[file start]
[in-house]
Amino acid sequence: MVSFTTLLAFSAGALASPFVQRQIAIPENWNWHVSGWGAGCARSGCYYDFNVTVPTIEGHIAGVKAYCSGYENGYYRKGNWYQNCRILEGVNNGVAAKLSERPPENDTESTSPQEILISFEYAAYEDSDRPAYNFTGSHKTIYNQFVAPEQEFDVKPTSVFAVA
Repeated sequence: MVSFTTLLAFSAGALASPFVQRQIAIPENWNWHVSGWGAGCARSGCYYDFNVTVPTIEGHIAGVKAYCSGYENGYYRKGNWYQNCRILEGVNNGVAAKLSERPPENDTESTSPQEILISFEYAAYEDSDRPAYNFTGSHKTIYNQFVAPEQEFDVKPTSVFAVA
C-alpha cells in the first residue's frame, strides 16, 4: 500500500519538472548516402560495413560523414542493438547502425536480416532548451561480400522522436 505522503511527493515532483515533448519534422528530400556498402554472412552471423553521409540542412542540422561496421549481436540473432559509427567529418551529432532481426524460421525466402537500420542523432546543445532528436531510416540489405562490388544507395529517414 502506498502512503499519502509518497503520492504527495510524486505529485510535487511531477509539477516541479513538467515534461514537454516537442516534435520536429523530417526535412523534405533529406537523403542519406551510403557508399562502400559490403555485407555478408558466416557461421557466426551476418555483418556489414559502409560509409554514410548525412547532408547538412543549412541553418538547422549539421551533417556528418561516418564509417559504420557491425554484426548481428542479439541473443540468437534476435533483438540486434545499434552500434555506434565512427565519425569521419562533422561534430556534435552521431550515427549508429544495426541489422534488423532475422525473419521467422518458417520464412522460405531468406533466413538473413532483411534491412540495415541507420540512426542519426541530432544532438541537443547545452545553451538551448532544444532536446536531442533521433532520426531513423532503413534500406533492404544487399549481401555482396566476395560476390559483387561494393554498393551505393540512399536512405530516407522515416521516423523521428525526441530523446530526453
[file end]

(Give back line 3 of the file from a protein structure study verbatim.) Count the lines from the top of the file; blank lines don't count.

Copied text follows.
Repeated sequence: MVSFTTLLAFSAGALASPFVQRQIAIPENWNWHVSGWGAGCARSGCYYDFNVTVPTIEGHIAGVKAYCSGYENGYYRKGNWYQNCRILEGVNNGVAAKLSERPPENDTESTSPQEILISFEYAAYEDSDRPAYNFTGSHKTIYNQFVAPEQEFDVKPTSVFAVA